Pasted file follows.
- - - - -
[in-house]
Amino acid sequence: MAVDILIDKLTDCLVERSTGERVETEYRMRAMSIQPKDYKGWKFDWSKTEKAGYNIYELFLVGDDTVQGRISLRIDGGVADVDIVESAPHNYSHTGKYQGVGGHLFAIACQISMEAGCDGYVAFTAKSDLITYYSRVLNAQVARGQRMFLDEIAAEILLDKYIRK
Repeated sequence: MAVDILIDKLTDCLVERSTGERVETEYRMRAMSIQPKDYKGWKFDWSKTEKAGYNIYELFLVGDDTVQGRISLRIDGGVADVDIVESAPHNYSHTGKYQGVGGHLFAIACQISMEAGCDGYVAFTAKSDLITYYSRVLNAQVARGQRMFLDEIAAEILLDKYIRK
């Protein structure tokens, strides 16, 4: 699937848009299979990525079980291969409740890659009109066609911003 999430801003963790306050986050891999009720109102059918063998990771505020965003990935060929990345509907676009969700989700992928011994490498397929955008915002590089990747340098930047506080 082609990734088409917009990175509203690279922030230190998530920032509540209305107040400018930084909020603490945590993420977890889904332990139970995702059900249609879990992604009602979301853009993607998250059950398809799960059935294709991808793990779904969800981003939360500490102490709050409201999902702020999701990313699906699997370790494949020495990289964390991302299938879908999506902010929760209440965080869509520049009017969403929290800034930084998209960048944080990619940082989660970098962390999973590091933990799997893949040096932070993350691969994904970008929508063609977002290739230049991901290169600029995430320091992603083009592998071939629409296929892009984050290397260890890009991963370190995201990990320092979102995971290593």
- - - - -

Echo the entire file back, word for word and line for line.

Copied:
[in-house]
Amino acid sequence: MAVDILIDKLTDCLVERSTGERVETEYRMRAMSIQPKDYKGWKFDWSKTEKAGYNIYELFLVGDDTVQGRISLRIDGGVADVDIVESAPHNYSHTGKYQGVGGHLFAIACQISMEAGCDGYVAFTAKSDLITYYSRVLNAQVARGQRMFLDEIAAEILLDKYIRK
Repeated sequence: MAVDILIDKLTDCLVERSTGERVETEYRMRAMSIQPKDYKGWKFDWSKTEKAGYNIYELFLVGDDTVQGRISLRIDGGVADVDIVESAPHNYSHTGKYQGVGGHLFAIACQISMEAGCDGYVAFTAKSDLITYYSRVLNAQVARGQRMFLDEIAAEILLDKYIRK
């Protein structure tokens, strides 16, 4: 699937848009299979990525079980291969409740890659009109066609911003 999430801003963790306050986050891999009720109102059918063998990771505020965003990935060929990345509907676009969700989700992928011994490498397929955008915002590089990747340098930047506080 082609990734088409917009990175509203690279922030230190998530920032509540209305107040400018930084909020603490945590993420977890889904332990139970995702059900249609879990992604009602979301853009993607998250059950398809799960059935294709991808793990779904969800981003939360500490102490709050409201999902702020999701990313699906699997370790494949020495990289964390991302299938879908999506902010929760209440965080869509520049009017969403929290800034930084998209960048944080990619940082989660970098962390999973590091933990799997893949040096932070993350691969994904970008929508063609977002290739230049991901290169600029995430320091992603083009592998071939629409296929892009984050290397260890890009991963370190995201990990320092979102995971290593």